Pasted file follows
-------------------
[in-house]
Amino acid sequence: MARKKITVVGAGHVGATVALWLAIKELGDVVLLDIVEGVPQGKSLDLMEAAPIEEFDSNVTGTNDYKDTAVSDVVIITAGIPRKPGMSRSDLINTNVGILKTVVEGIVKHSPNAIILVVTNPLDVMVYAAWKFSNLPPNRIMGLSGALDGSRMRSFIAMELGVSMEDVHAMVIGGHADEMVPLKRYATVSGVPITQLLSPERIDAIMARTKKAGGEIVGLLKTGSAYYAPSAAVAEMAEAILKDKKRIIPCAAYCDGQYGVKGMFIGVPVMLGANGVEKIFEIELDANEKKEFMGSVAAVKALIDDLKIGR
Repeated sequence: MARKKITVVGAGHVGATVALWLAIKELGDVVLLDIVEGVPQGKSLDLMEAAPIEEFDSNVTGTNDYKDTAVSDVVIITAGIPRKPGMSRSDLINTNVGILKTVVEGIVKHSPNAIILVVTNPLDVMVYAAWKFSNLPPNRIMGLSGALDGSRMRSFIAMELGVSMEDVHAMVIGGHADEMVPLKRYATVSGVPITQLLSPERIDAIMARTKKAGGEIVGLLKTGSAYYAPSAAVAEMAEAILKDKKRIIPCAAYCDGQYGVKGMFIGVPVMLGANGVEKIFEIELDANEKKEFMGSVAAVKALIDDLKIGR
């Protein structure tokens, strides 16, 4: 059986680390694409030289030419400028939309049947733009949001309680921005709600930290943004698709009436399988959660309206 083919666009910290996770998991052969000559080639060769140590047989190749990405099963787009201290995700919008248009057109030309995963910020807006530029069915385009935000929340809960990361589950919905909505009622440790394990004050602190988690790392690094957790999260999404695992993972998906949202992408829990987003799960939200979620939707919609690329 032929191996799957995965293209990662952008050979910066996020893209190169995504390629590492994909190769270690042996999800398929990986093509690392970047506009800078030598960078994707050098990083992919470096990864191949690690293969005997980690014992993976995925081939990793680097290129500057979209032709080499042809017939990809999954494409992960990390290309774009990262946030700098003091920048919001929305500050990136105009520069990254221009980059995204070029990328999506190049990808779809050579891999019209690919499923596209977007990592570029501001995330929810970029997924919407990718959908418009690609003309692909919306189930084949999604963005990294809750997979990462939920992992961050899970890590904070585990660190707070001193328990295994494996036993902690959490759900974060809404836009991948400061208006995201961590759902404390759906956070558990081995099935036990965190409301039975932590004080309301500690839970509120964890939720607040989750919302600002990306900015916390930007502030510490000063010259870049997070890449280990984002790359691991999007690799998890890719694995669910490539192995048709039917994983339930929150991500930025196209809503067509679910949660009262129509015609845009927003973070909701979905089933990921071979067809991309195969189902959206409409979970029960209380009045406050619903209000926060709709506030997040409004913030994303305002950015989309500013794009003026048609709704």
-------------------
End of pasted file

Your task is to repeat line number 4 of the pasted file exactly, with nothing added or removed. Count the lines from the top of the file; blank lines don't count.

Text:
């Protein structure tokens, strides 16, 4: 059986680390694409030289030419400028939309049947733009949001309680921005709600930290943004698709009436399988959660309206 083919666009910290996770998991052969000559080639060769140590047989190749990405099963787009201290995700919008248009057109030309995963910020807006530029069915385009935000929340809960990361589950919905909505009622440790394990004050602190988690790392690094957790999260999404695992993972998906949202992408829990987003799960939200979620939707919609690329 032929191996799957995965293209990662952008050979910066996020893209190169995504390629590492994909190769270690042996999800398929990986093509690392970047506009800078030598960078994707050098990083992919470096990864191949690690293969005997980690014992993976995925081939990793680097290129500057979209032709080499042809017939990809999954494409992960990390290309774009990262946030700098003091920048919001929305500050990136105009520069990254221009980059995204070029990328999506190049990808779809050579891999019209690919499923596209977007990592570029501001995330929810970029997924919407990718959908418009690609003309692909919306189930084949999604963005990294809750997979990462939920992992961050899970890590904070585990660190707070001193328990295994494996036993902690959490759900974060809404836009991948400061208006995201961590759902404390759906956070558990081995099935036990965190409301039975932590004080309301500690839970509120964890939720607040989750919302600002990306900015916390930007502030510490000063010259870049997070890449280990984002790359691991999007690799998890890719694995669910490539192995048709039917994983339930929150991500930025196209809503067509679910949660009262129509015609845009927003973070909701979905089933990921071979067809991309195969189902959206409409979970029960209380009045406050619903209000926060709709506030997040409004913030994303305002950015989309500013794009003026048609709704």